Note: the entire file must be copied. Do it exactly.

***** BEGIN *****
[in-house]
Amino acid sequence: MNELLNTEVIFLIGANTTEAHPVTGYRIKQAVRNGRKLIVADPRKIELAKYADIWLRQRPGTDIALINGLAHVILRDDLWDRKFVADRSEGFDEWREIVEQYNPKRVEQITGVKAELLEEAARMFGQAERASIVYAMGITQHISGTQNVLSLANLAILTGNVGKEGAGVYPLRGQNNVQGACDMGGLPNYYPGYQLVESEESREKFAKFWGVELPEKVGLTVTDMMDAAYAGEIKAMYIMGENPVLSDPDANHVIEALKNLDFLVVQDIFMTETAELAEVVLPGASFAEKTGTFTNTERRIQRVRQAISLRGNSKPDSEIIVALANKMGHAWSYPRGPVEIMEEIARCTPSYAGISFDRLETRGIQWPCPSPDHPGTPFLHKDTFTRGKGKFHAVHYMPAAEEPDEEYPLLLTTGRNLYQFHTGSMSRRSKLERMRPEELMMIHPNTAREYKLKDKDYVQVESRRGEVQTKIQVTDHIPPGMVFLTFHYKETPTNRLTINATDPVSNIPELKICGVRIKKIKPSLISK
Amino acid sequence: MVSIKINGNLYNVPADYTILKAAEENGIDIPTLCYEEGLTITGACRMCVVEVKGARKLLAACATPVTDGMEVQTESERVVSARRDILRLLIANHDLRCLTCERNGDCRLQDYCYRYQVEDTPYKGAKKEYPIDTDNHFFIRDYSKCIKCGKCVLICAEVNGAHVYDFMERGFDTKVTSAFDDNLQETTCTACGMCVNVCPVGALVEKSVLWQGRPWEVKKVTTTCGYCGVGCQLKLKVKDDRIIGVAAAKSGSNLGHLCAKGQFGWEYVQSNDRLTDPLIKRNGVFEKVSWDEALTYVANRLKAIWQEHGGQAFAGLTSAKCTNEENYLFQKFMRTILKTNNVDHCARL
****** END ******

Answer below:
[in-house]
Amino acid sequence: MNELLNTEVIFLIGANTTEAHPVTGYRIKQAVRNGRKLIVADPRKIELAKYADIWLRQRPGTDIALINGLAHVILRDDLWDRKFVADRSEGFDEWREIVEQYNPKRVEQITGVKAELLEEAARMFGQAERASIVYAMGITQHISGTQNVLSLANLAILTGNVGKEGAGVYPLRGQNNVQGACDMGGLPNYYPGYQLVESEESREKFAKFWGVELPEKVGLTVTDMMDAAYAGEIKAMYIMGENPVLSDPDANHVIEALKNLDFLVVQDIFMTETAELAEVVLPGASFAEKTGTFTNTERRIQRVRQAISLRGNSKPDSEIIVALANKMGHAWSYPRGPVEIMEEIARCTPSYAGISFDRLETRGIQWPCPSPDHPGTPFLHKDTFTRGKGKFHAVHYMPAAEEPDEEYPLLLTTGRNLYQFHTGSMSRRSKLERMRPEELMMIHPNTAREYKLKDKDYVQVESRRGEVQTKIQVTDHIPPGMVFLTFHYKETPTNRLTINATDPVSNIPELKICGVRIKKIKPSLISK
Amino acid sequence: MVSIKINGNLYNVPADYTILKAAEENGIDIPTLCYEEGLTITGACRMCVVEVKGARKLLAACATPVTDGMEVQTESERVVSARRDILRLLIANHDLRCLTCERNGDCRLQDYCYRYQVEDTPYKGAKKEYPIDTDNHFFIRDYSKCIKCGKCVLICAEVNGAHVYDFMERGFDTKVTSAFDDNLQETTCTACGMCVNVCPVGALVEKSVLWQGRPWEVKKVTTTCGYCGVGCQLKLKVKDDRIIGVAAAKSGSNLGHLCAKGQFGWEYVQSNDRLTDPLIKRNGVFEKVSWDEALTYVANRLKAIWQEHGGQAFAGLTSAKCTNEENYLFQKFMRTILKTNNVDHCARL